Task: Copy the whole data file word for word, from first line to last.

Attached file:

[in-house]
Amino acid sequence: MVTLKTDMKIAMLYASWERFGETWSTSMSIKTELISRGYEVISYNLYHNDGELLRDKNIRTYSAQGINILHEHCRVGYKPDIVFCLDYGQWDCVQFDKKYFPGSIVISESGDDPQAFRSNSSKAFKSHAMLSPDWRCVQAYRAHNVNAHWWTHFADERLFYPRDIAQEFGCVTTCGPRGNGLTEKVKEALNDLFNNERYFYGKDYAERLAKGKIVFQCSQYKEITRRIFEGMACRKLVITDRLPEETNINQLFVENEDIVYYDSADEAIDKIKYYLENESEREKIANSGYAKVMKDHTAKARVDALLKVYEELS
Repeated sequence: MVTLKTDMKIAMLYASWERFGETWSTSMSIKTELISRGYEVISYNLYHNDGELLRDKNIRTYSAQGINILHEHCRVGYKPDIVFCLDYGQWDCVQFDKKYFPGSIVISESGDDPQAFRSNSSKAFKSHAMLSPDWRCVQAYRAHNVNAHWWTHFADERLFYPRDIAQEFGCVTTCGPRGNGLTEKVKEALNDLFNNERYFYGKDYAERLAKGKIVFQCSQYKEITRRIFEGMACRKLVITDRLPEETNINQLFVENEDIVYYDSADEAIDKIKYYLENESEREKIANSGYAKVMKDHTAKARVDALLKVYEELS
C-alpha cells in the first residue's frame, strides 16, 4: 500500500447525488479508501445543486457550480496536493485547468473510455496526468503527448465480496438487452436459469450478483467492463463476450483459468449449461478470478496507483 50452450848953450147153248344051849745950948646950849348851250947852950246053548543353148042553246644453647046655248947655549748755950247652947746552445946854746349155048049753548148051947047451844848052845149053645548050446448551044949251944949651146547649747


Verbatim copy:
[in-house]
Amino acid sequence: MVTLKTDMKIAMLYASWERFGETWSTSMSIKTELISRGYEVISYNLYHNDGELLRDKNIRTYSAQGINILHEHCRVGYKPDIVFCLDYGQWDCVQFDKKYFPGSIVISESGDDPQAFRSNSSKAFKSHAMLSPDWRCVQAYRAHNVNAHWWTHFADERLFYPRDIAQEFGCVTTCGPRGNGLTEKVKEALNDLFNNERYFYGKDYAERLAKGKIVFQCSQYKEITRRIFEGMACRKLVITDRLPEETNINQLFVENEDIVYYDSADEAIDKIKYYLENESEREKIANSGYAKVMKDHTAKARVDALLKVYEELS
Repeated sequence: MVTLKTDMKIAMLYASWERFGETWSTSMSIKTELISRGYEVISYNLYHNDGELLRDKNIRTYSAQGINILHEHCRVGYKPDIVFCLDYGQWDCVQFDKKYFPGSIVISESGDDPQAFRSNSSKAFKSHAMLSPDWRCVQAYRAHNVNAHWWTHFADERLFYPRDIAQEFGCVTTCGPRGNGLTEKVKEALNDLFNNERYFYGKDYAERLAKGKIVFQCSQYKEITRRIFEGMACRKLVITDRLPEETNINQLFVENEDIVYYDSADEAIDKIKYYLENESEREKIANSGYAKVMKDHTAKARVDALLKVYEELS
C-alpha cells in the first residue's frame, strides 16, 4: 500500500447525488479508501445543486457550480496536493485547468473510455496526468503527448465480496438487452436459469450478483467492463463476450483459468449449461478470478496507483 50452450848953450147153248344051849745950948646950849348851250947852950246053548543353148042553246644453647046655248947655549748755950247652947746552445946854746349155048049753548148051947047451844848052845149053645548050446448551044949251944949651146547649747